Broken polities

AT a meeting of the BJP’s Parliamentary Party on Dec 11, 2019, Prime Minister Nare­n­­dra Modi accused opposition leaders in the Rajya Sabha of “speaking Pakistan’s language” on the bill to amend the Citizen­ship Amendment Act. Two days earlier, the Lok Sabha had passed the CAA; the Rajya Sabha followed suit that day. Just hours later, his confidante and hatchet man, Union Home Minister Amit Shah, made a similar accusation about the Congress leaders.

A government is perfectly entitled to accuse the opposition of partisanship, indifference to the public interest or sheer wrong-handedness; in short, of error. But when it accuses the opposition of treachery or of obeisance to a foreign power, it challenges its legitimacy, its very right to exist. But this has been the burden of the song sung by Modi & Co ever since they came to office in 2014. Power did not mellow them. After re-election in May 2019, the cry of treason became shriller still.

Modi explained that his government had been fulfilling the dreams of the BJP’s founding fathers and that the legislative measures it had taken, including scrapping Article 370 and passing the CAA, would be “written in golden letters”. “The last five-and-a-half year period has created history… This period… will be written in golden letters in history. It is a remarkable achievement and you all are stakeholders in it.”

The RSS is frantically at work on a heinous project.

Two months later, the dreams were shattered by the massive protests against the CAA all over the country. By common consent, the gruesome riots in Delhi were triggered off by the BJP’s sustained hate campaign; especially during the recent Delhi election in which it suffered a shattering defeat.


It would be sheer folly to ignore all this as an expression of political fervour. The BJP is the political arm of the RSS, which seeks to establish a de facto Hindu state. The constitution need not be amended. Adminis­trative actions will suffice. The opposition is fragmented; the bulk of the electronic media is supinely supportive; and the supreme court shows no sign of judicial assertion even when sorely needed, eg the crackdown in Kashmir.

With regard to the illegal imprisonment of political leaders Farooq and Omar Abdullah, and Mehbooba Mufti, all three served as chief minister. All were unionists; none had any time for separatists. All were opposed to the Hurriyat, which reciprocated the feelings. If all this is a bid to wipe out Kashmir’s political landscape, the poisonous rhetoric is designed to build up an atmosphere in which a Hindu state can be established with little effort.

The RSS is frantically at work on this heinous project. To cite one revealing pronouncement, the RSS supremo Mohan Bhagwat said on Oct 8, 2019, “The vision and proclamation of Sangh regarding the identity of the nation, social identity of all of us, and the identity of the country’s nature, are clear, well thought of and firm that Bharat is Hindustan, a Hindu rashtra.”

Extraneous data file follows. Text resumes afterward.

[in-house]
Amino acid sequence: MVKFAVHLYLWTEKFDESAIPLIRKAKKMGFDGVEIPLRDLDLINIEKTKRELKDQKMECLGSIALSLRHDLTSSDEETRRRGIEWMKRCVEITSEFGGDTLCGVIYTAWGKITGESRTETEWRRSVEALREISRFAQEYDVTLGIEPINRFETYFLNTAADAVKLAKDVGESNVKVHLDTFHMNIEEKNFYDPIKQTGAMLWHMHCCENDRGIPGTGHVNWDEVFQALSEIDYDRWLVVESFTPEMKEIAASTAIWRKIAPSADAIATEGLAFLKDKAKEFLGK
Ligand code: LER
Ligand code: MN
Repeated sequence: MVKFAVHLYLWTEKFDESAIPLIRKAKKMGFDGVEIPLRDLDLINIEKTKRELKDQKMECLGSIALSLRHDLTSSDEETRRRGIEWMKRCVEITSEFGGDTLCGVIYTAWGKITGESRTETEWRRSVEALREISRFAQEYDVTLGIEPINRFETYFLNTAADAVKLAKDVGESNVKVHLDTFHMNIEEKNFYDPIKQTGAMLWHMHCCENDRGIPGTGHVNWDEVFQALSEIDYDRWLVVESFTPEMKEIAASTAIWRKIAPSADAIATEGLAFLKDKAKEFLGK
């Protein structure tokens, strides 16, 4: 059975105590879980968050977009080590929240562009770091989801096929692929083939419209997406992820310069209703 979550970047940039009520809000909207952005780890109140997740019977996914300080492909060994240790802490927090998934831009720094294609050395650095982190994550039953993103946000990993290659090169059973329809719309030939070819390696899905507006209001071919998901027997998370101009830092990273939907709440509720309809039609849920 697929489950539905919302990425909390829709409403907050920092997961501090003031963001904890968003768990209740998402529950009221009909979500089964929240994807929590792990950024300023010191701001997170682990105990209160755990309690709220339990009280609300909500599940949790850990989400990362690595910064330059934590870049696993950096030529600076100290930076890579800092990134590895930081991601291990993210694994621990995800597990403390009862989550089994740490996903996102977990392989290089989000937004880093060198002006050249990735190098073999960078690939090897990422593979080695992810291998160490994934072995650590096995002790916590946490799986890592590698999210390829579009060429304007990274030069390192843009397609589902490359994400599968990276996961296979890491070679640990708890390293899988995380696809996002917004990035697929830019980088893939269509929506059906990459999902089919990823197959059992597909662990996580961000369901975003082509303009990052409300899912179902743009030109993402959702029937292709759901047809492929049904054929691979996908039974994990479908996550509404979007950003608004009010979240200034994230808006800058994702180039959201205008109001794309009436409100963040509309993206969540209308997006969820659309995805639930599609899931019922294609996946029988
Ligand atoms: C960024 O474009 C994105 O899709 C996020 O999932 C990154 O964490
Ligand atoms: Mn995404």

This is the RSS line. India is already a Hindu society. The RSS will make it a Hindu state as well. The BJP-ruled states vie with one another to shower favours on the RSS. The former chief minister of Maharashtra, Devendra Fadnavis, who hails from Nagpur, the HQ of the RSS and belongs to it, granted a waiver of stamp duty and registration of property charges to the Nagpur-based and RSS-affiliated Research for Resurgence Foundation. It was cancelled after the last elections by a coalition opposed to the BJP and the RSS.

Take a deeper view; such a divide is a threat to democracy. Every democratic state rests and works with the consent of the people based on a consensus on the fundam­entals between them. If that consensus is wre­­­cked, democracy cannot survive. Cons­titutional mechani­s­ms will eventually fail. In the event such a divi­­de erupts, a change of government would in fact be “a revolution disguised under a constitutional procedure”. That would be sufficient to damage a democracy.

The entire working of the parliamentary system depends on mutual respect and accommodation between the government and opposition. Once each regards the other as an enemy, the system collapses.

There is continuous consultation between the whips of both sides. As Ivor Jennings pointed out “the absurdity of a system in which the government postpones its own business in order to let the opposition threaten death and damnation is only ap­­parent. The opposition is not just a nuisance to be tolerated, but a definite and essential part of the constitution. Once it is accepted that opposition is not only legitimate but essential to the maintenance of democratic government, the need for arrangements behind the speaker’s chair follows naturally. Standing orders and the practice of the house enable each side to exercise its proper functions. If either pressed its rights to the uttermost, the parliamentary system would come to an end”.

The writer is an author and a lawyer based in Mumbai.

Published in Dawn, March 7th, 2020